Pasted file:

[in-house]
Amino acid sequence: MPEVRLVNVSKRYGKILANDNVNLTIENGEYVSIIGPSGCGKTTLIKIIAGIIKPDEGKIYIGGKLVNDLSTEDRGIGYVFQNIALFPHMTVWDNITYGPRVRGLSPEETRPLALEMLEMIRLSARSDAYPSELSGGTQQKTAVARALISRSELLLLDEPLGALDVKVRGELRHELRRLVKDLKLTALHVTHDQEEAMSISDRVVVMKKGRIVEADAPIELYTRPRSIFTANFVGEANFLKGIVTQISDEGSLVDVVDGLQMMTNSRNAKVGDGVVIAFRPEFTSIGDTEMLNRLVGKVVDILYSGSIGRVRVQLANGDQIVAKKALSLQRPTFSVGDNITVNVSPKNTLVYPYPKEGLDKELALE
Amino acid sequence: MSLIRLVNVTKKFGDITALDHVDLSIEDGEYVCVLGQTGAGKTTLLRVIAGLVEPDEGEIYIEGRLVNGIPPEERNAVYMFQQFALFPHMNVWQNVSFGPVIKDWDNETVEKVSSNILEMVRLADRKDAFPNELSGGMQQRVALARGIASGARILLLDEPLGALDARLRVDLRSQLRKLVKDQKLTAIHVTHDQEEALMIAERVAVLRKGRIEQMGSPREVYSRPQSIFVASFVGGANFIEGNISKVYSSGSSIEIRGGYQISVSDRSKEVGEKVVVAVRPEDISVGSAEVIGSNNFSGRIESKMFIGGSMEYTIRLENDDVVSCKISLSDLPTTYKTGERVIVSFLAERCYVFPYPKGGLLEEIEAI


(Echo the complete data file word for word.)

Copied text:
[in-house]
Amino acid sequence: MPEVRLVNVSKRYGKILANDNVNLTIENGEYVSIIGPSGCGKTTLIKIIAGIIKPDEGKIYIGGKLVNDLSTEDRGIGYVFQNIALFPHMTVWDNITYGPRVRGLSPEETRPLALEMLEMIRLSARSDAYPSELSGGTQQKTAVARALISRSELLLLDEPLGALDVKVRGELRHELRRLVKDLKLTALHVTHDQEEAMSISDRVVVMKKGRIVEADAPIELYTRPRSIFTANFVGEANFLKGIVTQISDEGSLVDVVDGLQMMTNSRNAKVGDGVVIAFRPEFTSIGDTEMLNRLVGKVVDILYSGSIGRVRVQLANGDQIVAKKALSLQRPTFSVGDNITVNVSPKNTLVYPYPKEGLDKELALE
Amino acid sequence: MSLIRLVNVTKKFGDITALDHVDLSIEDGEYVCVLGQTGAGKTTLLRVIAGLVEPDEGEIYIEGRLVNGIPPEERNAVYMFQQFALFPHMNVWQNVSFGPVIKDWDNETVEKVSSNILEMVRLADRKDAFPNELSGGMQQRVALARGIASGARILLLDEPLGALDARLRVDLRSQLRKLVKDQKLTAIHVTHDQEEALMIAERVAVLRKGRIEQMGSPREVYSRPQSIFVASFVGGANFIEGNISKVYSSGSSIEIRGGYQISVSDRSKEVGEKVVVAVRPEDISVGSAEVIGSNNFSGRIESKMFIGGSMEYTIRLENDDVVSCKISLSDLPTTYKTGERVIVSFLAERCYVFPYPKGGLLEEIEAI